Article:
Final installament of the story about Scout heroics at the Siege of Mafeking.
The British army, led by an adult wearing Jamaican dreadlocks (Jamaica is also a British colony) counterattacks with a vengeance. Mr. Deadlocks empties 25 lbs of flour on the heads of the invaders before getting to the tub of water balloons, where he begins frenetically chucking them at everyone in the area. The Boers, confused by the vision of an adult in dreadlocks going postal on the little Scouts, become confused and lose their cohesion. The other adults and older Scouts from both armies, now inspired, rush into the fight. Mayhem ensues as flour fills the air, creating a weird white fog through which soldiers can be seen sloshing around in the mud, trying to maintain their footing. When the horn ends round two, every man left on the battlefield is covered with flour, mud, or worse.
Both armies trudge back to their sides of the field to regroup. Tired and doughy, the armies fill their super soakers and water buckets. Water balloons are counted, but there is no time to fill any more. The catapults are beyond repair and are moved to the sides. Queen Victoria, her dress torn and covered in mud, her crown lost during the melee, is too tired to prance. Only Teddy Roosevelt remains unscathed. He marches back and forth, puffing on his fake cigar, admonishing both sides to buck up and get ready again.
The air horn signals the last round of battle, but instead of moving towards each other, both sides turn unexpectedly on Teddy Roosevelt. Realizing the danger, he darts to his left still blowing the air horn while trying to find cover in the trees. Unfortunately, he is too slow and too late. Both armies catch up to him by the picnic tables and unleash their full fury. Gallons of water are poured on his head by the older boys and his torso is sprayed by a dozen water guns. The adults let loose with what’s left of the water balloons. Luckily, the flour has run out or Teddy Roosevelt would have left the battlefield looking like the Pillsbury Dough Boy.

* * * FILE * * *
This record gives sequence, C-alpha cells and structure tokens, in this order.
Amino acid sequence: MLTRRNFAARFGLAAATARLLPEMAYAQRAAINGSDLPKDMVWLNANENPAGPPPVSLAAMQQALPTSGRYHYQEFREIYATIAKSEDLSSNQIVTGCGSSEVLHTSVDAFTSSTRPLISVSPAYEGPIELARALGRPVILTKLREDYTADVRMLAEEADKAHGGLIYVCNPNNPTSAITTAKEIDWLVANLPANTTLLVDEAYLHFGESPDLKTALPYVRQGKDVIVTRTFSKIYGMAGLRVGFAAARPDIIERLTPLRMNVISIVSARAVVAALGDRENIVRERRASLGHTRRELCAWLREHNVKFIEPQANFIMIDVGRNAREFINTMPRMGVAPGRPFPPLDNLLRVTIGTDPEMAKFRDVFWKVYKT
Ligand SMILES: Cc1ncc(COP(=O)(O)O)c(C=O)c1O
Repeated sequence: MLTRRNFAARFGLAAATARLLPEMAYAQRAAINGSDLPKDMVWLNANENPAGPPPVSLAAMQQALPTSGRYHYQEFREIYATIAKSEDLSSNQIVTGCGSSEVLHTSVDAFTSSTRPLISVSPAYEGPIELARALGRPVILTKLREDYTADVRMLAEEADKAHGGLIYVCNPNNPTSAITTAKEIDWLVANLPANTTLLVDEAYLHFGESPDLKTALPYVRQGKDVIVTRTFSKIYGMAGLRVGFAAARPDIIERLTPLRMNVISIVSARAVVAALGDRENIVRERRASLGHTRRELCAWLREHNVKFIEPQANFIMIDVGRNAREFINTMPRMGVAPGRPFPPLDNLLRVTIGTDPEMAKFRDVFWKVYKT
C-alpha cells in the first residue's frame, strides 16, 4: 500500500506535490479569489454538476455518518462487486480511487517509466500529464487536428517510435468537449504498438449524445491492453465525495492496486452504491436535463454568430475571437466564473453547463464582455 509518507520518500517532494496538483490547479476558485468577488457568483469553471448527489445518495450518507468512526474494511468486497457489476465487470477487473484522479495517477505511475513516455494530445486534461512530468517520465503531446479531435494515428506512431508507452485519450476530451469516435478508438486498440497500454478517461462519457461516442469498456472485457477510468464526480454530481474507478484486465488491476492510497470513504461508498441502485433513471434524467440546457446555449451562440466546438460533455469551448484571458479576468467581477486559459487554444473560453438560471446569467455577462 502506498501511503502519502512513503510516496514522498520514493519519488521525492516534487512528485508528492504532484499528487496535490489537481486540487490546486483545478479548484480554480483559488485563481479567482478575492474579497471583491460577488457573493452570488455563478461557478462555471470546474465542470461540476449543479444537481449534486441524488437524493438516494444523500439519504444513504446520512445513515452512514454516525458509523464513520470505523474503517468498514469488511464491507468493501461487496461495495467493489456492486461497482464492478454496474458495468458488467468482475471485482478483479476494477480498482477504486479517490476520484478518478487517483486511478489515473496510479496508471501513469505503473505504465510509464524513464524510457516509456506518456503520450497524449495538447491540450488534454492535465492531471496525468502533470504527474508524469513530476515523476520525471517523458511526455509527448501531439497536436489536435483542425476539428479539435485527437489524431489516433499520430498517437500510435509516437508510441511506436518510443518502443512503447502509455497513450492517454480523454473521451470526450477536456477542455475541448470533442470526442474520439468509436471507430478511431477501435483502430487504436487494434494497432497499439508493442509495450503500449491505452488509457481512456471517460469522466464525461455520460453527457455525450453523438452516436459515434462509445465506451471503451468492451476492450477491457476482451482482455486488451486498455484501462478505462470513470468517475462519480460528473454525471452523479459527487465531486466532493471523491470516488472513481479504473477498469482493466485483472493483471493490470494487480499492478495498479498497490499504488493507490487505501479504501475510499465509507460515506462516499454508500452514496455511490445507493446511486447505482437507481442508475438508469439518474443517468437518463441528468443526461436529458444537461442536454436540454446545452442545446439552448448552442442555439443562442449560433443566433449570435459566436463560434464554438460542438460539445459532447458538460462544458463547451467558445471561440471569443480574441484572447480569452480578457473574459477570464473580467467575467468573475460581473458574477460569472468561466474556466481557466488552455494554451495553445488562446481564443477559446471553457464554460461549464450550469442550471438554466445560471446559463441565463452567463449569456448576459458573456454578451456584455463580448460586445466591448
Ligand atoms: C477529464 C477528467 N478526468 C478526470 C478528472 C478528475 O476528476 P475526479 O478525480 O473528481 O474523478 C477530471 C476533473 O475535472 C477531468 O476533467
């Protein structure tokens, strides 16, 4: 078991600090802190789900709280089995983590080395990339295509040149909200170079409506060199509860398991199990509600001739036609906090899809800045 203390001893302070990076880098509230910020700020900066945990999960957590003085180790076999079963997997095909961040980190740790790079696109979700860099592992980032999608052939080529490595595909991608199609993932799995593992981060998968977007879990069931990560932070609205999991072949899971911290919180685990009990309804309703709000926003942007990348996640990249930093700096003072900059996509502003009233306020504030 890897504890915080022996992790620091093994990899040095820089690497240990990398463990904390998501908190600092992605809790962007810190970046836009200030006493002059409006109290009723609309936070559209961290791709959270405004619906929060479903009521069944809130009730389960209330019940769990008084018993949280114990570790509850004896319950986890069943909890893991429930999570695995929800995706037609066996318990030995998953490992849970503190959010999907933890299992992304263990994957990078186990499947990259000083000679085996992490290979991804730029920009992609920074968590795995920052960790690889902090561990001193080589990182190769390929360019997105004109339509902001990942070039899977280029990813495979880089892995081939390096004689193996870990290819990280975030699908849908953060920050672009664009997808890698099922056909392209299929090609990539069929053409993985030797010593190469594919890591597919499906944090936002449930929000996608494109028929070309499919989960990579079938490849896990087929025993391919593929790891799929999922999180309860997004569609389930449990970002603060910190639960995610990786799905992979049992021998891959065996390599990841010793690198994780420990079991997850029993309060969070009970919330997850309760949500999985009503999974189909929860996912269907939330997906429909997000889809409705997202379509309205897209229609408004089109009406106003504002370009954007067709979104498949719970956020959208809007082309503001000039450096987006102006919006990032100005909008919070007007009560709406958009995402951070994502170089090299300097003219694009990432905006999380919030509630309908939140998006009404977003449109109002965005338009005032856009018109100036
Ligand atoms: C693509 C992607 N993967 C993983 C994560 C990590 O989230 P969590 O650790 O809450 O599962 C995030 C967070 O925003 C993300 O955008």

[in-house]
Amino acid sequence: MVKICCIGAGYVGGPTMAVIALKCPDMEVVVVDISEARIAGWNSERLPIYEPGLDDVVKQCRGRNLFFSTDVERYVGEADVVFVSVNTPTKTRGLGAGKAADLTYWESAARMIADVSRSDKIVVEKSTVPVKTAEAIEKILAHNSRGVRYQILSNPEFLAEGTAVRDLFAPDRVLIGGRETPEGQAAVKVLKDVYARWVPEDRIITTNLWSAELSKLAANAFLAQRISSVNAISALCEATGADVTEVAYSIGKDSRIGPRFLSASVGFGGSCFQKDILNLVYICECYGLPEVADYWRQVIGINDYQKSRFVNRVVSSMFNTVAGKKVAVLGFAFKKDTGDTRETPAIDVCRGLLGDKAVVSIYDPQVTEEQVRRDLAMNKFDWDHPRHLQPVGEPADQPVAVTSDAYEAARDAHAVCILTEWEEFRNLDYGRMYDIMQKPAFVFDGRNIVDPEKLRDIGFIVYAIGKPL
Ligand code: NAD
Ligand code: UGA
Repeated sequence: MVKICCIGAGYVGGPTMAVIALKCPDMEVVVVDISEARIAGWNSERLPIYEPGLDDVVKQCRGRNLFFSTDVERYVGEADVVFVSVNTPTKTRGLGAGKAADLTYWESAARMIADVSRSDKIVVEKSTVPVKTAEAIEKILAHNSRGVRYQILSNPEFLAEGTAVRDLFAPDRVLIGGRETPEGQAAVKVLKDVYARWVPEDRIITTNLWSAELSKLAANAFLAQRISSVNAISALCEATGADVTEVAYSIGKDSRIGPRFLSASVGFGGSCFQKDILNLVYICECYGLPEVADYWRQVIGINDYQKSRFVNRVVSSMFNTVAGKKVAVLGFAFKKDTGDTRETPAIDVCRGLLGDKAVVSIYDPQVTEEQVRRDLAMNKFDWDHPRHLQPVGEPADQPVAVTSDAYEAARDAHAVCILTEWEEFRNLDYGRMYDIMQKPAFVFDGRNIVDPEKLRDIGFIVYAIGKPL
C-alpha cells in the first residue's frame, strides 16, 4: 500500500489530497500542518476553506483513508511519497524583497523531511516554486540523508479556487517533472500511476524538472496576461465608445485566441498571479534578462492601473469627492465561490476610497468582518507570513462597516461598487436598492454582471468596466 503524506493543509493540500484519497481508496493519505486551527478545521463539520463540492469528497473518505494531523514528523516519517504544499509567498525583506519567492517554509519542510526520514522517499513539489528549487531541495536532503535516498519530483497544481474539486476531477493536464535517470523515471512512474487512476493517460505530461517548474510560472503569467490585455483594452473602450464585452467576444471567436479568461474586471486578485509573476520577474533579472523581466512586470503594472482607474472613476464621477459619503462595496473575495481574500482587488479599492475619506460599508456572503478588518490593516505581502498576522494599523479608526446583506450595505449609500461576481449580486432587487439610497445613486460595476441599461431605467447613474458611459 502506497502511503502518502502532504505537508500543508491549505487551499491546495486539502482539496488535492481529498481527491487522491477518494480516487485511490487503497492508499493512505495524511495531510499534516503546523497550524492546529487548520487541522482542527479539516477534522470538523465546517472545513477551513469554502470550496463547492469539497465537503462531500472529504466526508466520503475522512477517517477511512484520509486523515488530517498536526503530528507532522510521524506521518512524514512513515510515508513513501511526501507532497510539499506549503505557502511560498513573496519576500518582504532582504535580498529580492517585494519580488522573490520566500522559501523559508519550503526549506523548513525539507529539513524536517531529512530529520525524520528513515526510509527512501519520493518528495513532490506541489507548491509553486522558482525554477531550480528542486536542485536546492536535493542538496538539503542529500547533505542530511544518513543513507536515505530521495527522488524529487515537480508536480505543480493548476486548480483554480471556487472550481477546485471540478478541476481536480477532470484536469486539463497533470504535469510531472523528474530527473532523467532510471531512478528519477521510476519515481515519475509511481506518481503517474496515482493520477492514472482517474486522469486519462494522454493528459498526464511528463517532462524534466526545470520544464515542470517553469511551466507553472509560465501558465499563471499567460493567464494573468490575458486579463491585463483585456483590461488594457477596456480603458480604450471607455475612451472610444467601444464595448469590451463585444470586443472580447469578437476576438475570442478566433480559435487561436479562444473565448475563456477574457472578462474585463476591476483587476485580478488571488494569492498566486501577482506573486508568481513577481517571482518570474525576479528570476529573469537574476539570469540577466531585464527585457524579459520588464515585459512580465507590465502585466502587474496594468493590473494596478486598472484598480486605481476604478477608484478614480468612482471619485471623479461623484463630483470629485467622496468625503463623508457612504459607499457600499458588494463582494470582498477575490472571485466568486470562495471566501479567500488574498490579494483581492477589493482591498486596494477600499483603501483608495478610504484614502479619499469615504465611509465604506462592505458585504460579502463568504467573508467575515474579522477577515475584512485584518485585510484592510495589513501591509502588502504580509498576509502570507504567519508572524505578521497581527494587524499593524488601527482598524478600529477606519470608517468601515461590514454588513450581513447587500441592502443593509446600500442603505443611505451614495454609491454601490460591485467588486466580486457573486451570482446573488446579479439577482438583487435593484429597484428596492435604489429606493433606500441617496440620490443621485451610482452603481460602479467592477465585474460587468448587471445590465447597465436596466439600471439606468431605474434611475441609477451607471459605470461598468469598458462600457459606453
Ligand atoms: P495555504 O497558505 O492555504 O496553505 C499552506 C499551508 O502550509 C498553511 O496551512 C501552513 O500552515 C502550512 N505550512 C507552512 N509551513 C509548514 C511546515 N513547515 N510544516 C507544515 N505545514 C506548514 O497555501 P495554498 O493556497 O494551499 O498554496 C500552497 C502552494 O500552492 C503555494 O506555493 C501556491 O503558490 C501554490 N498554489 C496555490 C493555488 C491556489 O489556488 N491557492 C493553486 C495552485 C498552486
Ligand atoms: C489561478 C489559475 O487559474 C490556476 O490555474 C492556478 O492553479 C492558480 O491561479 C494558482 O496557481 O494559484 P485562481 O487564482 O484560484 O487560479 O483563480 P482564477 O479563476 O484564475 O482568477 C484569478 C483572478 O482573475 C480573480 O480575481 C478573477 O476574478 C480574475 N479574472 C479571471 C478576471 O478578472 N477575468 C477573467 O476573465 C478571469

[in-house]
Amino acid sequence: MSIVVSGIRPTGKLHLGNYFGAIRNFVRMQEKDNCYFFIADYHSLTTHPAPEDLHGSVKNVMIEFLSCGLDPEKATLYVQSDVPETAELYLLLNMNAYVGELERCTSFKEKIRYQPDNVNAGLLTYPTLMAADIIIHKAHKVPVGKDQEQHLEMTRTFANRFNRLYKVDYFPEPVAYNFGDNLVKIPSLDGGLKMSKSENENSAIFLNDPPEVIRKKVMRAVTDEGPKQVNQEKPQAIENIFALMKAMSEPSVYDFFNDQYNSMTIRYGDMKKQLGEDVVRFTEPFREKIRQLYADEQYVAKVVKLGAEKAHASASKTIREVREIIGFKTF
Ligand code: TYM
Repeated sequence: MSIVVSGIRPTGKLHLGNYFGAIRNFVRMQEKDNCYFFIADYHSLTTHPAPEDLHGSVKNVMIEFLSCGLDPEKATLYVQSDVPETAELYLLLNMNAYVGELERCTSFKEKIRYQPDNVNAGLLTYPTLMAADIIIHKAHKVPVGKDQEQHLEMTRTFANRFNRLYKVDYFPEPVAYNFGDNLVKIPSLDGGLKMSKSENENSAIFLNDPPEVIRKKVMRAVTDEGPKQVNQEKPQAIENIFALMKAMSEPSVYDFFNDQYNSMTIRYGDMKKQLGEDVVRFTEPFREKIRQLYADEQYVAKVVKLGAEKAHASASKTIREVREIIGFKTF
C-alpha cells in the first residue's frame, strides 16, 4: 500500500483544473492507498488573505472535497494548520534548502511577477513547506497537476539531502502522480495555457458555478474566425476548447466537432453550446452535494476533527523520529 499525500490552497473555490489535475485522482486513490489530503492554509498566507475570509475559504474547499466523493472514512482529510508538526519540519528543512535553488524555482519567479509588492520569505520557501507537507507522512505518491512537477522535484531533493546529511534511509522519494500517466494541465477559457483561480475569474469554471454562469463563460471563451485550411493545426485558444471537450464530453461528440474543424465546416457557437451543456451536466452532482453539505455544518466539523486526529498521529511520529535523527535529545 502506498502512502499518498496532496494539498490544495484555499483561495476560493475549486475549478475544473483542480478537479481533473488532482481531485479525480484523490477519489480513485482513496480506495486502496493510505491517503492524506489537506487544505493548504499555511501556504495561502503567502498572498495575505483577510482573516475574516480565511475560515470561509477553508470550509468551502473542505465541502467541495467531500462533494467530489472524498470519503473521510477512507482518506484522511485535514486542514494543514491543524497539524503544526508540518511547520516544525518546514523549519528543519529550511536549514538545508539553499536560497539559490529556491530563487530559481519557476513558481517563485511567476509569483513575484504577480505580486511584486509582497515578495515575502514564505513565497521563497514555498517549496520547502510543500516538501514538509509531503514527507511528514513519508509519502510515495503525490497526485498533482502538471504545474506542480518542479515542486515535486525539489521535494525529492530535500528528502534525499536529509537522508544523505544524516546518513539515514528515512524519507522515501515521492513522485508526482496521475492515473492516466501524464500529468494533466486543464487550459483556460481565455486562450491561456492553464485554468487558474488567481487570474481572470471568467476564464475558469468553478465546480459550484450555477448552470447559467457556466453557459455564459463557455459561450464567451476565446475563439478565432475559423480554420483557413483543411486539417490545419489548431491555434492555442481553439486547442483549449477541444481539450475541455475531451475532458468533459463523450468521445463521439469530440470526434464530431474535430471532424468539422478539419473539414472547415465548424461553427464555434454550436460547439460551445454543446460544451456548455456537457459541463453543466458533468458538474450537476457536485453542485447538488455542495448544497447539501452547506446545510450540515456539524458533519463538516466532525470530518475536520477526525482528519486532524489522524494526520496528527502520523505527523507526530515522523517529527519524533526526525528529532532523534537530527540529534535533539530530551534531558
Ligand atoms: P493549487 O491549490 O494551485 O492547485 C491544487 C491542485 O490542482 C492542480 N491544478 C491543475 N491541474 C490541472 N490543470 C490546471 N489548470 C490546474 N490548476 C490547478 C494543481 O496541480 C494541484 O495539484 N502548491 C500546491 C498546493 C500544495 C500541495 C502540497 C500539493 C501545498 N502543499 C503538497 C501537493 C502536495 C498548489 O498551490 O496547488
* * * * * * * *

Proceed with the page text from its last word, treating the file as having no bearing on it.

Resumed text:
Walking back into the middle of the battlefield, soaking wet and puffing on a soggy cigar that no longer emits fake smoke, Teddy Roosevelt blows the air horn one last time. Thanks to the inspired leadership of Colonel Baden-Powell, the lunacy of a boy in a dress, and the fury of a crazy man in dreadlocks, the British army is declared victorious. They have protected their Queen, their flag, and their honor. In the aftermath of the crazy battle, however, both sides are considered worthy.
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